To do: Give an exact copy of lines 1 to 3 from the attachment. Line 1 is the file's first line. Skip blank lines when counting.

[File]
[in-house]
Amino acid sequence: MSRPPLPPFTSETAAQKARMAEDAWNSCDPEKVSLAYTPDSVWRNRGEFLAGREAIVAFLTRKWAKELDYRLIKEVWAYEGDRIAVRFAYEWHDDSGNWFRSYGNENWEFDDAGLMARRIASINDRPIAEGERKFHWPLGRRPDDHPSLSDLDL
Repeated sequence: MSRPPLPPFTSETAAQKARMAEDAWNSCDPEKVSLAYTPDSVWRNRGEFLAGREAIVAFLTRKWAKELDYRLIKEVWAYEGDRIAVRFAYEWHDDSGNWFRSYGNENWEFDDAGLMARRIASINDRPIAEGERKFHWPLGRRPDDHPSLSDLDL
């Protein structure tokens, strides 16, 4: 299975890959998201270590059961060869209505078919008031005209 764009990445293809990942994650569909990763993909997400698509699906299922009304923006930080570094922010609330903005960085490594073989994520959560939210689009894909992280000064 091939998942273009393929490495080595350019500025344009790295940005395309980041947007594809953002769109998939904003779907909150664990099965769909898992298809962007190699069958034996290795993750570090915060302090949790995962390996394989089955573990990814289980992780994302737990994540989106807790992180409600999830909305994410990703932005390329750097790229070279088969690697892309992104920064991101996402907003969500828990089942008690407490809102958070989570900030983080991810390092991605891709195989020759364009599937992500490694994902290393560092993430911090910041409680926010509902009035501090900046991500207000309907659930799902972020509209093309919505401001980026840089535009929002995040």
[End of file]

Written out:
[in-house]
Amino acid sequence: MSRPPLPPFTSETAAQKARMAEDAWNSCDPEKVSLAYTPDSVWRNRGEFLAGREAIVAFLTRKWAKELDYRLIKEVWAYEGDRIAVRFAYEWHDDSGNWFRSYGNENWEFDDAGLMARRIASINDRPIAEGERKFHWPLGRRPDDHPSLSDLDL
Repeated sequence: MSRPPLPPFTSETAAQKARMAEDAWNSCDPEKVSLAYTPDSVWRNRGEFLAGREAIVAFLTRKWAKELDYRLIKEVWAYEGDRIAVRFAYEWHDDSGNWFRSYGNENWEFDDAGLMARRIASINDRPIAEGERKFHWPLGRRPDDHPSLSDLDL